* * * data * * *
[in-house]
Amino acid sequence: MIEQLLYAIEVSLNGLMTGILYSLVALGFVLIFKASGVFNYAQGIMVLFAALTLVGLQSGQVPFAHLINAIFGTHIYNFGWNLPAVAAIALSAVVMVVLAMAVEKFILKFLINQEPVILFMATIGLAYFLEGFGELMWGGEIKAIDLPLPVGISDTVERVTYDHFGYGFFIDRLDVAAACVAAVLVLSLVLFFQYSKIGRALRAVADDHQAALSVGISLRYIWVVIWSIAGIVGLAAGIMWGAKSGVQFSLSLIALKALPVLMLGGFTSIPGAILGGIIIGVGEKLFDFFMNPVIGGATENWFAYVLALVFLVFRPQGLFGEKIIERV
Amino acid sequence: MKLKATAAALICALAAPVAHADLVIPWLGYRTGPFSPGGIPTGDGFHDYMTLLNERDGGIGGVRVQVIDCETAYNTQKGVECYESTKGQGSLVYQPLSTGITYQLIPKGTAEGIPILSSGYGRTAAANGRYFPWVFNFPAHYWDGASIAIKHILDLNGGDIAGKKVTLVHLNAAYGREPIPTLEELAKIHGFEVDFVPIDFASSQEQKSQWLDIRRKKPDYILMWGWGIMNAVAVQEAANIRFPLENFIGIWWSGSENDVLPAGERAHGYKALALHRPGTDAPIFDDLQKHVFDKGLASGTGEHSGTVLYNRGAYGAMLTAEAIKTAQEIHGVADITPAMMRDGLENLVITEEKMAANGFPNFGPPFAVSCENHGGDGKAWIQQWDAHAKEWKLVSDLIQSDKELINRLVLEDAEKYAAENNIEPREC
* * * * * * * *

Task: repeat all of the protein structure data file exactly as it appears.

[in-house]
Amino acid sequence: MIEQLLYAIEVSLNGLMTGILYSLVALGFVLIFKASGVFNYAQGIMVLFAALTLVGLQSGQVPFAHLINAIFGTHIYNFGWNLPAVAAIALSAVVMVVLAMAVEKFILKFLINQEPVILFMATIGLAYFLEGFGELMWGGEIKAIDLPLPVGISDTVERVTYDHFGYGFFIDRLDVAAACVAAVLVLSLVLFFQYSKIGRALRAVADDHQAALSVGISLRYIWVVIWSIAGIVGLAAGIMWGAKSGVQFSLSLIALKALPVLMLGGFTSIPGAILGGIIIGVGEKLFDFFMNPVIGGATENWFAYVLALVFLVFRPQGLFGEKIIERV
Amino acid sequence: MKLKATAAALICALAAPVAHADLVIPWLGYRTGPFSPGGIPTGDGFHDYMTLLNERDGGIGGVRVQVIDCETAYNTQKGVECYESTKGQGSLVYQPLSTGITYQLIPKGTAEGIPILSSGYGRTAAANGRYFPWVFNFPAHYWDGASIAIKHILDLNGGDIAGKKVTLVHLNAAYGREPIPTLEELAKIHGFEVDFVPIDFASSQEQKSQWLDIRRKKPDYILMWGWGIMNAVAVQEAANIRFPLENFIGIWWSGSENDVLPAGERAHGYKALALHRPGTDAPIFDDLQKHVFDKGLASGTGEHSGTVLYNRGAYGAMLTAEAIKTAQEIHGVADITPAMMRDGLENLVITEEKMAANGFPNFGPPFAVSCENHGGDGKAWIQQWDAHAKEWKLVSDLIQSDKELINRLVLEDAEKYAAENNIEPREC